I watched the BBC news this morning with a heavy heart. Hearing the news that five other hospital trusts are to be investigated in the wake of the inquiry into the abysmal failings at Stafford Hospital. For those of my readers who are not in the UK, the inquiry highlighted far-reaching neglect and abuse at the hospital, leading to a large number of unnecessary deaths between 2005 and 2008.
It struck a personal chord. I don’t know about Stafford Hospital but I do know about how my own mother died in Somerset’s Musgrove Park Hospital. The lack of care she received was quite terrifying.
I received a call from her nursing home to say she had become ill and had been sent to hospital. I went straight over. It was late afternoon and nobody could find her. Yes, the ambulance had dropped her off; yes, she was logged into the system but nobody knew where precisely she was. After an hour of desperately hunting, a doctor
finally pulled me into her room and there was my mother, sunk in a wheelchair, barely conscious.
‘I honestly thought she was going to die out in the corridor,’ said the doctor. ‘I couldn’t get a ward to take her so I brought her in here so at least I could keep an eye on her.’
The doctor said that, out of desperation, she had (knowingly) wrongly diagnosed my mother so that at least she could get onto the one ward which had vacancies. ‘Please complain about this,’ she said, holding my arm as the orderlies came to take her away. ‘Elderly people, in particular, are treated appallingly here. It needs to come out.’
But, to be honest, I had other things on my mind. Like trying to keep my mother alive right there and then, and on through the night. I figured getting onto a ward would make things better but it turned into the most surreal hell. The ward was a Bedlam, people screaming and yelling. At one point the police came in, as one man started slashing a knife around. My mother was petrified and she could barely breathe. I could tell her condition was deteriorating swiftly. Eventually, after several hours, I managed to persuade a junior doctor to come and examine her. He said fluid had built up on her lungs and needed to be drained as a matter of urgency. There was nobody to help so I stood handing him instruments and holding Mum while he performed the procedure right there, on the ward, in her bed. I don’t even think the screens went up. I had to remind him to use antiseptic wash on his hands before he started.
I don’t know how we made it through that night, she and I. I didn’t dare leave her bedside. She was thirsty all the time; she was coughing up thick globbets of muck. If I hadn’t been there I'm pretty sure she wouldn't have made it to morning. The next day she was moved to another ward and I breathed a sigh of relief. Surely it would be better here? But no. People weren’t screaming here but they were groaning and they were pushing bells which weren’t answered. On this ward, the nurses’ station was separate, outside the main ward. And it was very much a case of ‘out of sight, out of mind’. On the news today, it was suggested that hospitals are understaffed and that nurses simply can’t give their patients the level of care they need. Well, sorry, but it didn’t look that way from where I was sitting. I stayed with Mum for three days and nights solidly because I couldn’t trust the nurses to keep her hydrated and to prevent her from choking on the muck from her lungs. Eventually my sister was able to come down from London with some of her family and we were able to take turns in watching her, in trying to get her to eat, in giving her sips of water, freshening her up, keeping her breathing apparatus over her face.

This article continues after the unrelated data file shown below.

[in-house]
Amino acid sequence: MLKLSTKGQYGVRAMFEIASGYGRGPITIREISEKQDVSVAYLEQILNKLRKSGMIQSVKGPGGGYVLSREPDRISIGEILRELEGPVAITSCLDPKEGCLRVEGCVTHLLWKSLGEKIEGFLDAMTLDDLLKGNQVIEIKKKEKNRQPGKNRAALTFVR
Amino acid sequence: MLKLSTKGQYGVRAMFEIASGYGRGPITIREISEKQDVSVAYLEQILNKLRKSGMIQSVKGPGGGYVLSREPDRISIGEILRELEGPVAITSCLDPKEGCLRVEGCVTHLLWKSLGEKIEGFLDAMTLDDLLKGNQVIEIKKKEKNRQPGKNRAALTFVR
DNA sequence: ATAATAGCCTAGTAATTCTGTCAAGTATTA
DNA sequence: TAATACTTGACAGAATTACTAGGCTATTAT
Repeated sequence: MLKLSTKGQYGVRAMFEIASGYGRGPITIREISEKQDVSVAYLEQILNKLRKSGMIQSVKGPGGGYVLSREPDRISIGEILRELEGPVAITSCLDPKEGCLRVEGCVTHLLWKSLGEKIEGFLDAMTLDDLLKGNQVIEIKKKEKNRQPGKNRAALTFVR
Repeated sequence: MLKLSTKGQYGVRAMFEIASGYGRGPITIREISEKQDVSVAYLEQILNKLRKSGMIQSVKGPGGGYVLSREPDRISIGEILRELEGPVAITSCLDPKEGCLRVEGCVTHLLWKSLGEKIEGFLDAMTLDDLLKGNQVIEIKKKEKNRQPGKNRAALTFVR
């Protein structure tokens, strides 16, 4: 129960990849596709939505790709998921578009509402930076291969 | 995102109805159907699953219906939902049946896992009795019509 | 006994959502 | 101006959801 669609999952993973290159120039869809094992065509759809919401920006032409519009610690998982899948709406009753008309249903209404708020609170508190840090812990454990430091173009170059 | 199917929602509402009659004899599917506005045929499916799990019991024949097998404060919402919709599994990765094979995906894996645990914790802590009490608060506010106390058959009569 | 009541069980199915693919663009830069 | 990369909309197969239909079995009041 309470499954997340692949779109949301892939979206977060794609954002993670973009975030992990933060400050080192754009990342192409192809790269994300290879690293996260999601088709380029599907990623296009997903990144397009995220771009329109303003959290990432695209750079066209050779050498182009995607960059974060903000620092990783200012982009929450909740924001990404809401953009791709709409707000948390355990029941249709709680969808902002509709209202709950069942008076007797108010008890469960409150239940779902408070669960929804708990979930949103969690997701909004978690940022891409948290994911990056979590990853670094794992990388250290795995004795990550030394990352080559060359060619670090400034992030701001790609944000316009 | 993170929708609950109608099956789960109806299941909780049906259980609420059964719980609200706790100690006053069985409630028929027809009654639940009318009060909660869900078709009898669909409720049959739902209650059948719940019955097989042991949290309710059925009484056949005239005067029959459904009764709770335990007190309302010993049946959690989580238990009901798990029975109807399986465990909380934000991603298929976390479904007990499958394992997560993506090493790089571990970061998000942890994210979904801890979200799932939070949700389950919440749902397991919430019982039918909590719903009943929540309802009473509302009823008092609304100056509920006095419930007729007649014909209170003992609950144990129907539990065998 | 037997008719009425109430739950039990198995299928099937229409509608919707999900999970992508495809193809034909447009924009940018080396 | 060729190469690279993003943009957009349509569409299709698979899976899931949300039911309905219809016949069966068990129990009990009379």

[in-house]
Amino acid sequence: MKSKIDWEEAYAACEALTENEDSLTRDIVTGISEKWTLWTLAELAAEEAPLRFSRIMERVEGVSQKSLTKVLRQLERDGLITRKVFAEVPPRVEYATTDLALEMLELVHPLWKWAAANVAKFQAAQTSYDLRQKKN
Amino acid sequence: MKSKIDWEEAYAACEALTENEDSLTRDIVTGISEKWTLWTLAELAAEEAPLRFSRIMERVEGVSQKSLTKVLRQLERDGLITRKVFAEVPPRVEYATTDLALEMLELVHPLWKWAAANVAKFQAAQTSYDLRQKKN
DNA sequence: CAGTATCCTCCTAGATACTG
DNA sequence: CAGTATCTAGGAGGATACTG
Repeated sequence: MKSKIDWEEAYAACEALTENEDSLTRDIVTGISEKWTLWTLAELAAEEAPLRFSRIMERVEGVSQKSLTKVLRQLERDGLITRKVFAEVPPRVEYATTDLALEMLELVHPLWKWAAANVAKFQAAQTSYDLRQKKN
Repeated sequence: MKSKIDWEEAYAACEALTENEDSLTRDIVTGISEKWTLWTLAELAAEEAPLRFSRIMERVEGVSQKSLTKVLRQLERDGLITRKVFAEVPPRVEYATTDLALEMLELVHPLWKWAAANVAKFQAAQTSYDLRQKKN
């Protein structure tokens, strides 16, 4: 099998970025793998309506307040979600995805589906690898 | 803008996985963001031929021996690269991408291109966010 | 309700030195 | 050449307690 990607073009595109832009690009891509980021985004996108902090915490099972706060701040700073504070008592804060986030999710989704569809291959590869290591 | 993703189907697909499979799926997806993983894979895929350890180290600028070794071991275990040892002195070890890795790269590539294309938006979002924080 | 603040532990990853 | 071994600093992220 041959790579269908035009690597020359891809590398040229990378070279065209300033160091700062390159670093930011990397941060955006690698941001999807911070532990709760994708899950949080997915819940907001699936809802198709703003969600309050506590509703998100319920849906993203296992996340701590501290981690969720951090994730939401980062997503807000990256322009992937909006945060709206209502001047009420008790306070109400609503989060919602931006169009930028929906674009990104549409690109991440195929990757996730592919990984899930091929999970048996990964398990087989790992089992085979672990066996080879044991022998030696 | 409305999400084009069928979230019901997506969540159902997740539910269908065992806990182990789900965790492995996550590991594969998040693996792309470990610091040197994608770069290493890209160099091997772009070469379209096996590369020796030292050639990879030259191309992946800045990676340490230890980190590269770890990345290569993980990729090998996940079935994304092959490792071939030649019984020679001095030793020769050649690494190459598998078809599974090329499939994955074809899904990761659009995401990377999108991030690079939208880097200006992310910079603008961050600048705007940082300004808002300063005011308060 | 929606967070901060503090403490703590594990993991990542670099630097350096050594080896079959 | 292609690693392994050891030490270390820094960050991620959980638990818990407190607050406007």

It wasn’t me being paranoid. In the bed next to Mum another family kept vigil over their mother – just like us, they didn’t dare leave her alone. They watered and fed and watched her. Between us we tried to help other people on the ward too – when bells repeatedly went unanswered. Some of the patients clearly had dementia – they rang the bell a lot because they became confused and frightened. And that, in turn, confused and frightened the other patients.
Getting information out of staff was nigh-on impossible. Everyone was perfectly pleasant, just not remotely involved somehow. Eventually Mum died, on that ward.
Why didn’t I complain? I suppose because my mother had just died, and I was contending with guilt as well as grief. I couldn’t quite let my mind dwell on what had happened. I couldn't quite believe what had happened. I knew, logically, that there hadn’t been anything else I could have done but even so, I felt lacking. Doubtless she would have died anyhow – her lungs had developed a thick carapace around them – but I hated that she had suffered more than necessary because of lack of good nursing care.
Also, I guess, we don't like to complain about the NHS. It's free, we think: we should be grateful for what we've got. And, yes, the NHS does do wonderful things and there are wonderful people in it, including amazing and dedicated nurses. And not all departments and wards are equal. My family has had good treatment at Musgrove. But, on this occasion, the hospital, the NHS, and the nurses in particular, let us - and Mum - down. And there was no way of putting it right.
I should have complained. I should have made a fuss.